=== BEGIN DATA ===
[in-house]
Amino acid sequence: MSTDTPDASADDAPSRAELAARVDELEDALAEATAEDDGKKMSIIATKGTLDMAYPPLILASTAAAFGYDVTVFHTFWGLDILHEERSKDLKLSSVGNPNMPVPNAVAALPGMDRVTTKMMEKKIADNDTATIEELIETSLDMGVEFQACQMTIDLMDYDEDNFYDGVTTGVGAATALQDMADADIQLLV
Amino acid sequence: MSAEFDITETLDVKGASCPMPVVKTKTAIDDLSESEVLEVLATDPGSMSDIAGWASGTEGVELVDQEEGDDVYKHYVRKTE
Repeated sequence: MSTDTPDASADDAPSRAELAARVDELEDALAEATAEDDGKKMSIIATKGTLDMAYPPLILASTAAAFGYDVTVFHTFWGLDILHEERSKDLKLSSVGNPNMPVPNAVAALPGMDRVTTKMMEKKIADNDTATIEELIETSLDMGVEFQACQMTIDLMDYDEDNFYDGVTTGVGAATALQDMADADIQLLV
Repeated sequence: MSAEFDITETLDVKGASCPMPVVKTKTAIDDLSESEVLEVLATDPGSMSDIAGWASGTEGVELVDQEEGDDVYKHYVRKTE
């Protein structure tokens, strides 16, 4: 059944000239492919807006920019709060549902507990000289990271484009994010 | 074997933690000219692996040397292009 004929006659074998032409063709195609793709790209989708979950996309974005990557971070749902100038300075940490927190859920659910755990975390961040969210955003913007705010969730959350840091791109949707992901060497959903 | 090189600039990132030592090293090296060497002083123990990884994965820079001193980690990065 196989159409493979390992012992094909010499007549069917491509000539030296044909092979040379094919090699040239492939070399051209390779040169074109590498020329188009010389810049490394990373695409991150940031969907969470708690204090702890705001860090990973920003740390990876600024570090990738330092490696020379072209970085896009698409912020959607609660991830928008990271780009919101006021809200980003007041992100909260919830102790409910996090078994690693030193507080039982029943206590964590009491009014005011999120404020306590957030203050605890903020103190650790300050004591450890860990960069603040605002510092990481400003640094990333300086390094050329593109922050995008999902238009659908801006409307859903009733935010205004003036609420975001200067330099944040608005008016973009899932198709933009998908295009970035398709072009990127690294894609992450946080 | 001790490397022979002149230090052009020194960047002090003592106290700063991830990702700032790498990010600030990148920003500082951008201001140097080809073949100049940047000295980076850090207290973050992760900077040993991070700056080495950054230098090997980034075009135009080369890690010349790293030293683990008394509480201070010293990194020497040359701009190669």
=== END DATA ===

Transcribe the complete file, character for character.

[in-house]
Amino acid sequence: MSTDTPDASADDAPSRAELAARVDELEDALAEATAEDDGKKMSIIATKGTLDMAYPPLILASTAAAFGYDVTVFHTFWGLDILHEERSKDLKLSSVGNPNMPVPNAVAALPGMDRVTTKMMEKKIADNDTATIEELIETSLDMGVEFQACQMTIDLMDYDEDNFYDGVTTGVGAATALQDMADADIQLLV
Amino acid sequence: MSAEFDITETLDVKGASCPMPVVKTKTAIDDLSESEVLEVLATDPGSMSDIAGWASGTEGVELVDQEEGDDVYKHYVRKTE
Repeated sequence: MSTDTPDASADDAPSRAELAARVDELEDALAEATAEDDGKKMSIIATKGTLDMAYPPLILASTAAAFGYDVTVFHTFWGLDILHEERSKDLKLSSVGNPNMPVPNAVAALPGMDRVTTKMMEKKIADNDTATIEELIETSLDMGVEFQACQMTIDLMDYDEDNFYDGVTTGVGAATALQDMADADIQLLV
Repeated sequence: MSAEFDITETLDVKGASCPMPVVKTKTAIDDLSESEVLEVLATDPGSMSDIAGWASGTEGVELVDQEEGDDVYKHYVRKTE
């Protein structure tokens, strides 16, 4: 059944000239492919807006920019709060549902507990000289990271484009994010 | 074997933690000219692996040397292009 004929006659074998032409063709195609793709790209989708979950996309974005990557971070749902100038300075940490927190859920659910755990975390961040969210955003913007705010969730959350840091791109949707992901060497959903 | 090189600039990132030592090293090296060497002083123990990884994965820079001193980690990065 196989159409493979390992012992094909010499007549069917491509000539030296044909092979040379094919090699040239492939070399051209390779040169074109590498020329188009010389810049490394990373695409991150940031969907969470708690204090702890705001860090990973920003740390990876600024570090990738330092490696020379072209970085896009698409912020959607609660991830928008990271780009919101006021809200980003007041992100909260919830102790409910996090078994690693030193507080039982029943206590964590009491009014005011999120404020306590957030203050605890903020103190650790300050004591450890860990960069603040605002510092990481400003640094990333300086390094050329593109922050995008999902238009659908801006409307859903009733935010205004003036609420975001200067330099944040608005008016973009899932198709933009998908295009970035398709072009990127690294894609992450946080 | 001790490397022979002149230090052009020194960047002090003592106290700063991830990702700032790498990010600030990148920003500082951008201001140097080809073949100049940047000295980076850090207290973050992760900077040993991070700056080495950054230098090997980034075009135009080369890690010349790293030293683990008394509480201070010293990194020497040359701009190669």